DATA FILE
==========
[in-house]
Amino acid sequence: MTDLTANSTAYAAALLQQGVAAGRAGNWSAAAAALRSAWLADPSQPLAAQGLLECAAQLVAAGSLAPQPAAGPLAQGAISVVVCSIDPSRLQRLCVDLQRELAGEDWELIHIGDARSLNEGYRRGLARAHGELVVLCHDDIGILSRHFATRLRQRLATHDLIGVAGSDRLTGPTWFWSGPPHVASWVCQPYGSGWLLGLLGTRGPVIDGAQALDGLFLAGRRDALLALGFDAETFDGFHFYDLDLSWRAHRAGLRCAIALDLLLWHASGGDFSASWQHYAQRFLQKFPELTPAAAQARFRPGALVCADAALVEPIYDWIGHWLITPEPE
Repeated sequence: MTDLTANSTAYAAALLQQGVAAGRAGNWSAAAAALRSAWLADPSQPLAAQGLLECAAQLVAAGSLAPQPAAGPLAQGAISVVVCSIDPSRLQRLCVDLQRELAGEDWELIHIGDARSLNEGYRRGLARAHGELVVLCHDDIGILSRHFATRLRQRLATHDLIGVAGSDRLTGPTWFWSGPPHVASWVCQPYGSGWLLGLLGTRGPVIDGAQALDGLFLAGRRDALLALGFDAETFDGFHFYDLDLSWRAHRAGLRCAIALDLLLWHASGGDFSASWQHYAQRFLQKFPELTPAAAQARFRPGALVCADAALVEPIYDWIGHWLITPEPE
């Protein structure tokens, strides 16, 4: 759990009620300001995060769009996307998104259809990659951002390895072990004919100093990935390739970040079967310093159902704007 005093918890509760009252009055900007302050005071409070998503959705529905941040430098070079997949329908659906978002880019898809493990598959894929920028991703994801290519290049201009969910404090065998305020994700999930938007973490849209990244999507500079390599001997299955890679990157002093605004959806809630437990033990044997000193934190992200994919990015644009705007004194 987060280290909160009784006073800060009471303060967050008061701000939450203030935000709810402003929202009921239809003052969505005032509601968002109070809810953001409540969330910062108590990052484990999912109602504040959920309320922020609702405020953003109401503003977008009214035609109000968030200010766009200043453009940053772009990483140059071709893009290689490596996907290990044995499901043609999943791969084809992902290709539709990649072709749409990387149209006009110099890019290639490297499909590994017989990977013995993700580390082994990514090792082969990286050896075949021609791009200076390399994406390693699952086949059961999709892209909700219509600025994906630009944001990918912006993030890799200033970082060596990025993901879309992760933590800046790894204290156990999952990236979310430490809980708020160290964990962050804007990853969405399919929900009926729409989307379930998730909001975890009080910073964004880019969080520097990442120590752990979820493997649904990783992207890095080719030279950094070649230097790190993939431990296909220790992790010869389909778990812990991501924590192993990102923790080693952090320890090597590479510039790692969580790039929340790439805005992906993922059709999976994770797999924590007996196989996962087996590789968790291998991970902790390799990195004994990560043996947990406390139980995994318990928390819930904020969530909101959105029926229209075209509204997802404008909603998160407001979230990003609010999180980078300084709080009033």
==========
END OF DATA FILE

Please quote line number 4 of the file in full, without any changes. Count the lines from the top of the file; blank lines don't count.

């Protein structure tokens, strides 16, 4: 759990009620300001995060769009996307998104259809990659951002390895072990004919100093990935390739970040079967310093159902704007 005093918890509760009252009055900007302050005071409070998503959705529905941040430098070079997949329908659906978002880019898809493990598959894929920028991703994801290519290049201009969910404090065998305020994700999930938007973490849209990244999507500079390599001997299955890679990157002093605004959806809630437990033990044997000193934190992200994919990015644009705007004194 987060280290909160009784006073800060009471303060967050008061701000939450203030935000709810402003929202009921239809003052969505005032509601968002109070809810953001409540969330910062108590990052484990999912109602504040959920309320922020609702405020953003109401503003977008009214035609109000968030200010766009200043453009940053772009990483140059071709893009290689490596996907290990044995499901043609999943791969084809992902290709539709990649072709749409990387149209006009110099890019290639490297499909590994017989990977013995993700580390082994990514090792082969990286050896075949021609791009200076390399994406390693699952086949059961999709892209909700219509600025994906630009944001990918912006993030890799200033970082060596990025993901879309992760933590800046790894204290156990999952990236979310430490809980708020160290964990962050804007990853969405399919929900009926729409989307379930998730909001975890009080910073964004880019969080520097990442120590752990979820493997649904990783992207890095080719030279950094070649230097790190993939431990296909220790992790010869389909778990812990991501924590192993990102923790080693952090320890090597590479510039790692969580790039929340790439805005992906993922059709999976994770797999924590007996196989996962087996590789968790291998991970902790390799990195004994990560043996947990406390139980995994318990928390819930904020969530909101959105029926229209075209509204997802404008909603998160407001979230990003609010999180980078300084709080009033």